Hundreds of miles from civilization in the heart of the Australian Outback, the Darwin Symphony Orchestra is preparing to do something that’s never been done before: stage a world-class concert under the red glow of Uluru (Ayers Rock).
“No orchestra has ever performed at Uluru before,” boasted DSO General Manager Guy Ross. “This concert is truly a once-in-a-lifetime opportunity to perform at Australia’s most iconic landmark.”
On Friday, Oct. 18, Opera Australia principal artist Emma Matthews and acclaimed tenor James Egglestone will front the first of two shows, Viva Verdi, which marks the bicentenary of Giuseppe Verdi in an unconventional way.
The concert series will change in tone the following Saturday for Sounds of Australia, a show that boasts music created in collaboration with indigenous artists, making it likely more familiar to the continent’s sacred heartland. The lineup features acclaimed didgeridoo player William Barton, jazz virtuoso James Morrison and accompaniment by the DSO.
Ross said the Uluru show was the largest production Darwin’s orchestra had ever undertaken in terms of both its scope and quality -- and he had high hopes that it would not just be a one-off event. “The intention is to look at the viability of this, and to see if we can make it ongoing.”
There are a total of 1,200 tickets for each of the two shows, despite how the extremely remote resort town of Yulara, the only settlement near Uluru, boasts a population of roughly half that number.
The concept of staging an “Outback Symphony” came from Northern Territory Tourism Minister Matt Conlan, who believes the concerts can help reignite interest in Australia’s Red Center. International arrivals across the tourism-dependent Northern Territory were down 10 percent last year, according to Tourism NT, while ticket sales at Uluru-Kata Tjuta National Park declined by about 6 percent, to just 257,761, far below figures from a decade ago, when nearly 400,000 visitors made the long trek to the Australian interior.
John Di Maria, executive director of operations at Tourism NT, said the event had already been successful in generating both domestic and international interest. “Uluru has significant appeal and awareness around the world, and this event will put the spotlight on Central Australia and encourage travelers to come and experience our natural wonders for themselves.”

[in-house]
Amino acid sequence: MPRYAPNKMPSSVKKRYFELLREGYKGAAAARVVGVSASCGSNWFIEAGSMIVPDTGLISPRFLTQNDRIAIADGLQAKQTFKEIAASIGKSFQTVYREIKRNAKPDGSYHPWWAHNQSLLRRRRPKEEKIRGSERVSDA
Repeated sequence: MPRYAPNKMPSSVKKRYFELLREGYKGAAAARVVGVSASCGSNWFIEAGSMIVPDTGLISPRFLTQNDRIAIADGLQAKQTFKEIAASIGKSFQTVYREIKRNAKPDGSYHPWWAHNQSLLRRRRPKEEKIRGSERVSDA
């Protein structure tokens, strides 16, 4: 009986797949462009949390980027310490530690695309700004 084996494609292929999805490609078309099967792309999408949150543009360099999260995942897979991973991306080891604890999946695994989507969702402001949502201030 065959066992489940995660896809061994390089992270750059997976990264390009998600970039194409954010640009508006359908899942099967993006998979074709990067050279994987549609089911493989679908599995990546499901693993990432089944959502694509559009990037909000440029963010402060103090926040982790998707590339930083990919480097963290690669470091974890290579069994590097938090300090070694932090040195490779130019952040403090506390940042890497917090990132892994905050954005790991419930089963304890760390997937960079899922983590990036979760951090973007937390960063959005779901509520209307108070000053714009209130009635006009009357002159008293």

For many visitors, Uluru is a place to reconnect with Australia’s historical roots and experience authentic aboriginal culture. Consequently, Tourism NT engaged the local indigenous population in the project, and it said Uluru’s traditional owners were “excited” at the thought of welcoming a symphony orchestra.
“The indigenous people love music and utilize music as part of the storytelling process," Di Maria said. "For some, however, it will be the first time they have ever experienced a live orchestral performance. The DSO has invited the traditional owners to a special performance to showcase the vast variety of instruments so the community can interact with the orchestra.”
Tourism NT rolled out an advertising campaign last month which, coupled with increased attention from the international media, has put tickets for the concerts in high demand. Ross of the DSO said the multi-hotel complex of Ayers Rock Resort, the only real accommodation in the area, was already nearly full to capacity, though a campground can accommodate any overflow should rooms book up.
Ticket prices for Viva Verdi and Sounds of Australia start at A$95 and run up to A$589 per person for a 3-day, 2-night package, including concert tickets, meals and accommodation at the Ayers Rock Resort. For more information, check out the promotional video below.
Mark Johanson is the travel editor at the International Business Times. He has traveled to and written about more than 30 nations and territories on every continent except...